Deontay Wilder’s win over Bermane Stiverne to lift the WBC heavyweight title on the birthday of the greatest ever, Muhammad Ali, ushered in an exciting new era for boxing this week.
Boxing relies on a thriving heavyweight division, and Wilder’s impressive shut-out win against the seemingly undestructable Stiverne opened up the potential for some mega-money, exciting showdowns in the sport’s glamour division in 2015 and beyond.
The fact that America has its first heavyweight champion since Shannon Briggs briefly held the title in 2007 is huge for the sport.
Saturday’s bout was the first heavyweight title fight at the prestigious MGM Grand in Las Vegas since Mike Tyson famously bit off part of Evander Holyfield’s ear back in 1997.
I now expect more and more heavywight bouts to return to the top of big bills after a period of total and utter domination from Wladimir and Vitali Klitschko.
The US getting a new pin-up boy at the top of the heavyweight division comes at a great time with Wladimir’s first fight in the country for seven years being announced just days after.
Wladimir, 38, takes on unbeaten American hope Bryant Jennings in New York on April 25, which is a significant move for the sport.
Wilder is likely to face motormouth Tyson Fury next before the winner takes on Wladimir to possibly unify the division, and add in exciting prospects Anthony Joshua, Hughie Fury and New Zealand’s 12-0 Joseph Parker and there are some intruiging scraps in the making.
Yes, the age-old problem in boxing of the promoters protecting their own interests and the records of their fighters rather than making the fights the fans want to see could come in the way, along with the rival TV networks squabbling.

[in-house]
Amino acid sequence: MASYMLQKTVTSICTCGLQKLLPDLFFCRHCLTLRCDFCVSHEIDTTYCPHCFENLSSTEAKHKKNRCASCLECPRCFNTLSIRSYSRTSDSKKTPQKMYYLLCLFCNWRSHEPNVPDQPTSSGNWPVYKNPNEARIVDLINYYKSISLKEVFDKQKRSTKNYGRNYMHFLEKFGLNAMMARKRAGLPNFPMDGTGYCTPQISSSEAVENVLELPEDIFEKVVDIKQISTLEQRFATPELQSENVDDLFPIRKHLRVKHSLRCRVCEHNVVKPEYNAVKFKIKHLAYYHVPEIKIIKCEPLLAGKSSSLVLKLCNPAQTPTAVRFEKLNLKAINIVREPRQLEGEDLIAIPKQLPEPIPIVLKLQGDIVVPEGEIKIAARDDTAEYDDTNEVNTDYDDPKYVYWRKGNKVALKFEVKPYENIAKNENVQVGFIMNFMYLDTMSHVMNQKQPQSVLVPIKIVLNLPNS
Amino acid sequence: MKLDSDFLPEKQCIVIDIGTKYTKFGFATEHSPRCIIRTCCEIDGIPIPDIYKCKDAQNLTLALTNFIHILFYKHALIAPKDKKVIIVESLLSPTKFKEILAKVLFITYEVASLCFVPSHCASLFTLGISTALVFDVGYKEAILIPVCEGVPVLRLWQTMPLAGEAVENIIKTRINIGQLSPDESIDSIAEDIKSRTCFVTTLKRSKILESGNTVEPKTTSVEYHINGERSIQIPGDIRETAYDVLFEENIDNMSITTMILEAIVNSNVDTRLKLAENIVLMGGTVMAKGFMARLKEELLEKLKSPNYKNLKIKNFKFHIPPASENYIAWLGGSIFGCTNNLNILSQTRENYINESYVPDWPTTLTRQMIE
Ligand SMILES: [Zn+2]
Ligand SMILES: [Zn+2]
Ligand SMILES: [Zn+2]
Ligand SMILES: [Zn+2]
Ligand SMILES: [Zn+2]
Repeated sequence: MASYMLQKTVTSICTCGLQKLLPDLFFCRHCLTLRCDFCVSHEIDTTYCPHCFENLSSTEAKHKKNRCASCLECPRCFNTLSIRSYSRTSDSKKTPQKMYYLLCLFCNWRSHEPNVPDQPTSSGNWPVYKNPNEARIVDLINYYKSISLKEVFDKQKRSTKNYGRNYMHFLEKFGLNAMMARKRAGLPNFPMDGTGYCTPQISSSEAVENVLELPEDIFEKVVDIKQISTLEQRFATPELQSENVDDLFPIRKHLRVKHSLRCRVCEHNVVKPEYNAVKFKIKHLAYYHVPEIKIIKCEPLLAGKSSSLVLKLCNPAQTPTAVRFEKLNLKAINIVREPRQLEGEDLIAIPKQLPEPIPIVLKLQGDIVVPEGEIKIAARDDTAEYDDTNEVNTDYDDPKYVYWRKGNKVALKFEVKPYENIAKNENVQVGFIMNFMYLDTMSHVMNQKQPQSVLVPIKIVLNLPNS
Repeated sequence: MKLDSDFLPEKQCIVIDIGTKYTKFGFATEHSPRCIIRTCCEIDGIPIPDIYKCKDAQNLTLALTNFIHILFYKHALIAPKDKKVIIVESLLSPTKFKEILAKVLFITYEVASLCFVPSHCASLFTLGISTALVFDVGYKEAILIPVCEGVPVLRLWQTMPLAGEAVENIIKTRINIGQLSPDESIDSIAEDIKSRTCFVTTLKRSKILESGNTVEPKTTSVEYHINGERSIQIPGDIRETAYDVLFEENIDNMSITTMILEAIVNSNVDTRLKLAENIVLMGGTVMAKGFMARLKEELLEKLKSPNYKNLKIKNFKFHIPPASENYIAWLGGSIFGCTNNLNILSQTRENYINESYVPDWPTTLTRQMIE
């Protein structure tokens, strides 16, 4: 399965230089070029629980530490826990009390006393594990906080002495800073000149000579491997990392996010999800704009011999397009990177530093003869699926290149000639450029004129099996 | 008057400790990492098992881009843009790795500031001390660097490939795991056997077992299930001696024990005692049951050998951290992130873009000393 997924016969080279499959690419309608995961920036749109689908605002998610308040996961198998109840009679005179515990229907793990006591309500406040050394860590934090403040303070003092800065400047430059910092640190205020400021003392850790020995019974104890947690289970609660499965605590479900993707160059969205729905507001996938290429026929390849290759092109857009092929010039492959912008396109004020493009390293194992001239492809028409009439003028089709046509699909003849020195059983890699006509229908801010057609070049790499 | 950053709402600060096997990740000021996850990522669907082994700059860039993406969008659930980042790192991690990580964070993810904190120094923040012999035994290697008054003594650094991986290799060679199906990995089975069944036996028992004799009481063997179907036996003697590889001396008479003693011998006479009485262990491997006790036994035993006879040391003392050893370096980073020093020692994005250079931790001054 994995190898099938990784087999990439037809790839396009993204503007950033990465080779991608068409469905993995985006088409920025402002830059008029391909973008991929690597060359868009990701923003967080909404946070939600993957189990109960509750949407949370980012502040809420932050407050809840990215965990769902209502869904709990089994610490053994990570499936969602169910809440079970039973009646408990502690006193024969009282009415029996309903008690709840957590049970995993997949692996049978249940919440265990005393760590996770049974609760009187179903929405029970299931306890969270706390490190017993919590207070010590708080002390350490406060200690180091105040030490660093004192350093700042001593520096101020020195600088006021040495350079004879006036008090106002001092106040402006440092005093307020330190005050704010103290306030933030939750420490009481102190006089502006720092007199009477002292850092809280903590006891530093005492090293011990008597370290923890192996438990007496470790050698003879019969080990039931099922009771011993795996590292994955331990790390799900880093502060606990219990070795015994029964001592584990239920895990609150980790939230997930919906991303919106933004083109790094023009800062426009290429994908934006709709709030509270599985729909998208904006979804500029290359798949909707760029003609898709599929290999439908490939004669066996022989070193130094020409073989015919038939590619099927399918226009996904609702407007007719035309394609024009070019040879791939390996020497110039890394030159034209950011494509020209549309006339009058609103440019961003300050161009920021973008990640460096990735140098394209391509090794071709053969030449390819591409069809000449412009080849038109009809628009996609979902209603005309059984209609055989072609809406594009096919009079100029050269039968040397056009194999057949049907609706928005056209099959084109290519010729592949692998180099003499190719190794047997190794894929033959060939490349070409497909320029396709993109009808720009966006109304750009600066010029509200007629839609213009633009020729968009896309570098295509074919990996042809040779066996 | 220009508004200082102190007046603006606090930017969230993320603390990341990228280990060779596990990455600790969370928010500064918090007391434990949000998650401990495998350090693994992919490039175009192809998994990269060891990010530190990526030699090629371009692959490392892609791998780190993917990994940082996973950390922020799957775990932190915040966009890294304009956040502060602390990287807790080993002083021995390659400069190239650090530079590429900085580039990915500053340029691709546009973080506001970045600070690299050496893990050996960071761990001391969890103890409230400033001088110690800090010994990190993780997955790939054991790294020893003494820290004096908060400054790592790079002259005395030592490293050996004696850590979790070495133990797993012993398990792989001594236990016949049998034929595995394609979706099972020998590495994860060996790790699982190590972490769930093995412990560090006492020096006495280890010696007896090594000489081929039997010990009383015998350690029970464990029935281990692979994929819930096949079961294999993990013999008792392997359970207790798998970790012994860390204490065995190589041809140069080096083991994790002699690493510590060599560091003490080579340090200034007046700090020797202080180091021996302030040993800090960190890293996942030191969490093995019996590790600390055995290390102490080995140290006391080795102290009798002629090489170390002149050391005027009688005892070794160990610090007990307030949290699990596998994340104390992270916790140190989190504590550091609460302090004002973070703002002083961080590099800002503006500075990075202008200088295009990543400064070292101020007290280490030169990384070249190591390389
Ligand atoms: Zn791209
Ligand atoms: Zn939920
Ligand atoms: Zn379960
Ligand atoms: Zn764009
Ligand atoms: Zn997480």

But I genuinely see the hunger in Wilder, Joshua and Fury to make the big fights.
Factor in the potential re-emergence of Liverpool’s David Price and you have one hell of a division.
Having seen Price’s power first-hand when covering the brief career of Danny Price, it would be foolish to totally rule him out of the reckoning, despite his two defeats to Tony Thompson.
He has called Joshua out this week, and while I’d back Joshua (left) to win that fight by KO, it would be exciting while it it lasted.
I took a bit of a hammering on Twitter this week when I said I thought Joshua is already the second best heavyweight in the world.
Some points were fair enough, others just ridiculous. But that’s the beauty of sport, it’s mostly a matter of opinion.
For me, Joshua is that good that the only person who would trouble him would be Wilder. Even then, if I had to back one of them it would be Joshua.
The next couple of years, fingers crossed, should be exciting in the heavyweight division.
We should go from Wladimir dominating every single opponent to some genuinely exciting, 50-50 scraps.
Should David Haye make his long-anticipated return to the ring, things should get even more exciting. Rumours are rife Haye and Wilder had some thrilling sparring sessions, just imagine if those two got it on with smaller gloves and no headguards?
You could get to the stage where a Super Six style format could work, as it did with the super middleweights a couple of years ago.
Klitschko, Wilder, Joshua, Fury, Haye and Price in a tournament style format would be scintillating, and I know a few of those fights would be PPV-worthy.
It’s very doubtful that would happen due to the huge amounts Klitschko commands fighting in Germany and the fact he’ll probably retire this year, but wouldn’t it be great?
Tweet me your thoughts at @mrdanielgregory